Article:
Air and Space Law Curriculum

Master of Laws in Air and Space Law Curriculum

A student may be awarded an LL.M. by earning 26 credits and satisfying the following requirements:

  1. Successful completion of 4 core courses (12 credit hours) and 2 elective courses (6 credit hours);
  2. Successful completion of 8 Master’s thesis credits supporting a Master’s thesis; and
  3. Successful completion of a Master’s thesis constituting a publishable work of 30,000 words in length.


Core courses Elective courses
Public International Air Law Aerospace Business and Law
Private International Air Law Comparative National Space Law
International Space Law Cybersecurity Law
Either US National Aviation Law or US National Space Law International Aviation Financing and Leasing Law
International Telecommunications Law
Space Security Law
Aerospace Technology, Security and Privacy
U.S. National Aviation Law
U.S. Domestic Space Law
Astra Politica
AstroLaw and Ethics
Drone Law and Policy
Problem Solving in Space Law

Master’s Thesis Credits

In addition to course credits, students will earn 8 Master’s thesis credits for independent research conducted on their thesis topics. Topics will be approved in advance by a supervisor, who will guide students in development and research of thesis topics and provide support and critical assessments of the thesis project.

Master’s Thesis

A Masters thesis is 30,000-word project, including abstract, footnotes and bibliography, that provides a substantial analytical contribution to current academic discourse on a topic or to novel concepts or practices. The thesis must demonstrate substantial knowledge, intellectual curiosity, critical argument, and scholarly ambition and it must clearly articulate theoretical and methodological approaches to the research and writing.

Graduate Certificate in Air and Space Law Curriculum

Students may be awarded a Graduate Certificate by earning 12 credit hours in air and/or space law courses: 2 core courses (6 credit hours); and 2 elective courses (6 credit hours). The Graduate Certificate Program can be tailored to address aviation law, space law or both, in the following manner:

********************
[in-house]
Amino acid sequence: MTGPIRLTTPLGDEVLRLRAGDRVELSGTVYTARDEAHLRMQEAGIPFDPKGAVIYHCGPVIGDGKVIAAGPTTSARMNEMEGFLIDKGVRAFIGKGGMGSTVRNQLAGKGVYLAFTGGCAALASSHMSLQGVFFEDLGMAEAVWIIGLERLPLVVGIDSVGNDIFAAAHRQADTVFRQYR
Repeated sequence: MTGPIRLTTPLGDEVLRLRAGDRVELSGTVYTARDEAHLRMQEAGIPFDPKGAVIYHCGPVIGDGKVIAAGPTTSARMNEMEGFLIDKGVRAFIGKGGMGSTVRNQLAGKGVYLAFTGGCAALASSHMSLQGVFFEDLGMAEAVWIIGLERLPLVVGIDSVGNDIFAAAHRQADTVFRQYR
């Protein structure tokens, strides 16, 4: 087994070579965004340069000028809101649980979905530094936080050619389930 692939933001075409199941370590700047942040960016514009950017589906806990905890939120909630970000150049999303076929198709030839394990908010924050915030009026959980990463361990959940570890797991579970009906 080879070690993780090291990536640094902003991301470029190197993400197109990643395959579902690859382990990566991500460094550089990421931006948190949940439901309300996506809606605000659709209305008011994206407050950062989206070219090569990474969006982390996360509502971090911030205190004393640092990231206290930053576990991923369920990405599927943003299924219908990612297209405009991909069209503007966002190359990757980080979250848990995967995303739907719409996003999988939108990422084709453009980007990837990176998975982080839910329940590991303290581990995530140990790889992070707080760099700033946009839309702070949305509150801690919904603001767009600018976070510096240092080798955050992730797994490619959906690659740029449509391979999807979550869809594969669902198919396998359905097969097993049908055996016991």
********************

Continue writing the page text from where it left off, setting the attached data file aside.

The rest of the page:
Core Courses (Students select two)

  1. International Space Law
  2. Public International Air Law
  3. U.S. Domestic Space Law
  4. U.S. National Aviation Law

Elective Courses (Students select two)

  1. Aerospace Business and Law
  2. Aerospace Technology, Security and Privacy
  3. Astra Politica
  4. Comparative National Space Law
  5. Cybersecurity Law
  6. International Aviation Financing and Leasing Law
  7. International Space Law
  8. International Telecommunications Law
  9. Private International Air Law
  10. Public International Air Law
  11. Space Security Law
  12. U.S. National Aviation Law
  13. U.S. Domestic Space Law

Air and Space Law Course Descriptions

Aerospace Business and Law (3 credit hours)
This course assesses and address the complex legal issues faced by the aerospace industry against the backdrop of fundamental business principles.  In addition to reviewing regulations impacting the aviation and space industries, this course will provide students with a foundational understanding of US procurement, fiscal and export control law as well as other laws that directly affect planning in aerospace businesses.

Aerospace Technology, Security and Privacy (3 credit hours)
Aerospace technologies offer incredible benefits to support science, foreign policy, national security and commerce. This course will explore these benefits – including with respect to disaster management and environmental protections – as well as the significant privacy factors impacted and the concomitant legal challenges associated therewith.  It provides an overview of national and international trends in the use of both satellite and drone platforms as surveillance tools and reviews the laws and regulations related to the same.  The course will focus on both air and space surveillance platforms and consider the implications of each.

Astra Politica (3 credit hours)
This course provides an analysis of stakeholder motivations, legal and ethical responsibilities and relationships in space activities both in low Earth orbit and beyond in order to gain an understanding of the impact of space activities on national and international relations and assess legal frameworks and developing legal solutions for resource management.

Comparative National Space Law (3 credit hours)
This course surveys the national regulatory frameworks governing space activities, with a particular focus on the legal frameworks that govern private and governmental entities engaged in commercial space activities.  Activities addressed at the national or regional level include discussions on national space authorities, supranational bodies, and licensing schemes and operation requirements for launching, remote sensing and telecommunications. The course provides students with a thorough knowledge of the myriad legal issues involved in space activities, including State obligations under the UN treaties, international law, private international law, and national space laws and policies.